international language: Natural Languages
A natural, national language used outside its national boundaries by other peoples can serve as an international language. Latin, for instance, was a universal language in Europe during the Middle Ages and the Renaissance. French was once known as the universal language of diplomacy, and English today is often said to fill such a role in world commerce.
A modified, greatly simplified form of an existing national language has also been suggested as a possibility for an international language. One noteworthy example is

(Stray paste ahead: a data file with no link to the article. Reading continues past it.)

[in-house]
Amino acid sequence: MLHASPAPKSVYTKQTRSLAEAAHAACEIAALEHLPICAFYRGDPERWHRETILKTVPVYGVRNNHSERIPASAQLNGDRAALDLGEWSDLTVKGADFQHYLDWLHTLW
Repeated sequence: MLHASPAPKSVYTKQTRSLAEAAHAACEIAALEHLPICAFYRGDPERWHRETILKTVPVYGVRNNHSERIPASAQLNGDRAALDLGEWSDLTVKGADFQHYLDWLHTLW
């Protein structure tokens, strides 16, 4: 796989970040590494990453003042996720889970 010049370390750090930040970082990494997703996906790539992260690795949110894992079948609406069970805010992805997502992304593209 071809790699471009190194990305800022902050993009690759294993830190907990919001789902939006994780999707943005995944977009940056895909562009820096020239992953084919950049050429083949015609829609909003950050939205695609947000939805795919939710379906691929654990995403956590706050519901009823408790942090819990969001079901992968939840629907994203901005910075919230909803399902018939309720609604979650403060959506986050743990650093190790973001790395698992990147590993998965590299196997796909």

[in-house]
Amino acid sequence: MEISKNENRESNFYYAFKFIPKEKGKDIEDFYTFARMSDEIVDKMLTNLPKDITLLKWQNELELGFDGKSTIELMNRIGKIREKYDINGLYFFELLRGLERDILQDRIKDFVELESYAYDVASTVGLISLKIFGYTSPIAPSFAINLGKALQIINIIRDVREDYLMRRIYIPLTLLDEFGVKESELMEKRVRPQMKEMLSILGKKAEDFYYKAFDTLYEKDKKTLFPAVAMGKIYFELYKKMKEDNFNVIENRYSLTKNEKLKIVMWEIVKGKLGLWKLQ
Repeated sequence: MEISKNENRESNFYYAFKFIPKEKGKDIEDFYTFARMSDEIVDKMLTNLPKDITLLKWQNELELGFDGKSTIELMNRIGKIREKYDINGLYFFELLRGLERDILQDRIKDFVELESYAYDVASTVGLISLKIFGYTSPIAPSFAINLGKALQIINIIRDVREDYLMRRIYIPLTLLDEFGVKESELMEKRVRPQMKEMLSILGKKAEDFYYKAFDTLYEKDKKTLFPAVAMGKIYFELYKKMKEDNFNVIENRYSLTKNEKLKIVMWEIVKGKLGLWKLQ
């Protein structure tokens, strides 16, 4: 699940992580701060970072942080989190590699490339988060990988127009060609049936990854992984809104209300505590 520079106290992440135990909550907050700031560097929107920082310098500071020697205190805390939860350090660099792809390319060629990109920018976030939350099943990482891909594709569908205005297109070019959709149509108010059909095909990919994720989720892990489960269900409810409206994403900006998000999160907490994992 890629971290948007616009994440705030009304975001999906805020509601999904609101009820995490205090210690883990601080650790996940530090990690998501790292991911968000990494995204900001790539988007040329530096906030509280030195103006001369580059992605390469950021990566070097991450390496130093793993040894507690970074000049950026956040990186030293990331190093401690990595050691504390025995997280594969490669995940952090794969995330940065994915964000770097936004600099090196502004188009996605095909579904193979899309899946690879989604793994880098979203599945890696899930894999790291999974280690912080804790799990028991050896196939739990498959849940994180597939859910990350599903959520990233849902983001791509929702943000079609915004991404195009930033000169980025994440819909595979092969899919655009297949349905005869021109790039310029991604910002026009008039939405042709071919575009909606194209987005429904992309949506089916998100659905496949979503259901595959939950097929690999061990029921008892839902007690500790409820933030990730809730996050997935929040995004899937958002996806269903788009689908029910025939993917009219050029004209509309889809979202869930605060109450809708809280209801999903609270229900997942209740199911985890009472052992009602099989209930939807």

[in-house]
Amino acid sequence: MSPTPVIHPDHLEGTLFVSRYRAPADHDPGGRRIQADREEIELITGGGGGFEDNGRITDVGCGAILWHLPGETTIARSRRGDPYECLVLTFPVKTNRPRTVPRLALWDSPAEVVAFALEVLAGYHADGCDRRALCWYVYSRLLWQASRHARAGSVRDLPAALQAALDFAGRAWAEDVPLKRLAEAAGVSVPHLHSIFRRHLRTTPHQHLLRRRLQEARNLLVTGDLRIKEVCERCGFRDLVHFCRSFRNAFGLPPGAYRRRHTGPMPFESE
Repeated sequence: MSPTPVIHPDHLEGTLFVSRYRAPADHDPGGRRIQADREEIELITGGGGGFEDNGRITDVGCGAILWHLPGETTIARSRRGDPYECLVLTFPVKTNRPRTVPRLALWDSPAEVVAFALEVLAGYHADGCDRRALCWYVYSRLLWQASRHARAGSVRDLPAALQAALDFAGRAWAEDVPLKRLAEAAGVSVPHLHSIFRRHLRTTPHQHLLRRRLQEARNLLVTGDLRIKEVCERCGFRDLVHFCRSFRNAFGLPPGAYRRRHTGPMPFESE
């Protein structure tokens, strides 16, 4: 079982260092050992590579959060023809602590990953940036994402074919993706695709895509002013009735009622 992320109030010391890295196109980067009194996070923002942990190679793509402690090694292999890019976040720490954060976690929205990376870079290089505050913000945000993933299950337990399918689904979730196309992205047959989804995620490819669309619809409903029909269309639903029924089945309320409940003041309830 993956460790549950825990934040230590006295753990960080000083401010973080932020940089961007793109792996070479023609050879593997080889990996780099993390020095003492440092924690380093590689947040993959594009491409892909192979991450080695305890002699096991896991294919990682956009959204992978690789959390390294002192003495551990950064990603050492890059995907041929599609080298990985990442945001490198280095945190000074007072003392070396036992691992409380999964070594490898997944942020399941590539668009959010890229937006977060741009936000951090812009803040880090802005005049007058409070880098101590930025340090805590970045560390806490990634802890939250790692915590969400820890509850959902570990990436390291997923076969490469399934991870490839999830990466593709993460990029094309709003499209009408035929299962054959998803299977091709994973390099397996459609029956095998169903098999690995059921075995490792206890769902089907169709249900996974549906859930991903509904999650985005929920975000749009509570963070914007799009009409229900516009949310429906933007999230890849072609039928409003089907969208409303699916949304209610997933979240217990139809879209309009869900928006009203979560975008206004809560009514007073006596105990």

More recently, Basic English, a dramatically simplified form of English, has been proposed as an international secondary tongue. Developed between 1925 and 1932 by the English scholar C. K. Ogden, it has a reduced vocabulary of 850 words and an uncomplicated grammar. The vocabulary is composed of 600 nouns, 150 adjectives, and 100 other words that include verbs, adverbs, prepositions, and pronouns. Basic English has several features that make it suitable as an international auxiliary tongue. It is easy to learn and adequate for satisfactory communication; in addition, it is a simplified form of a widely used, and therefore very familiar, world language.
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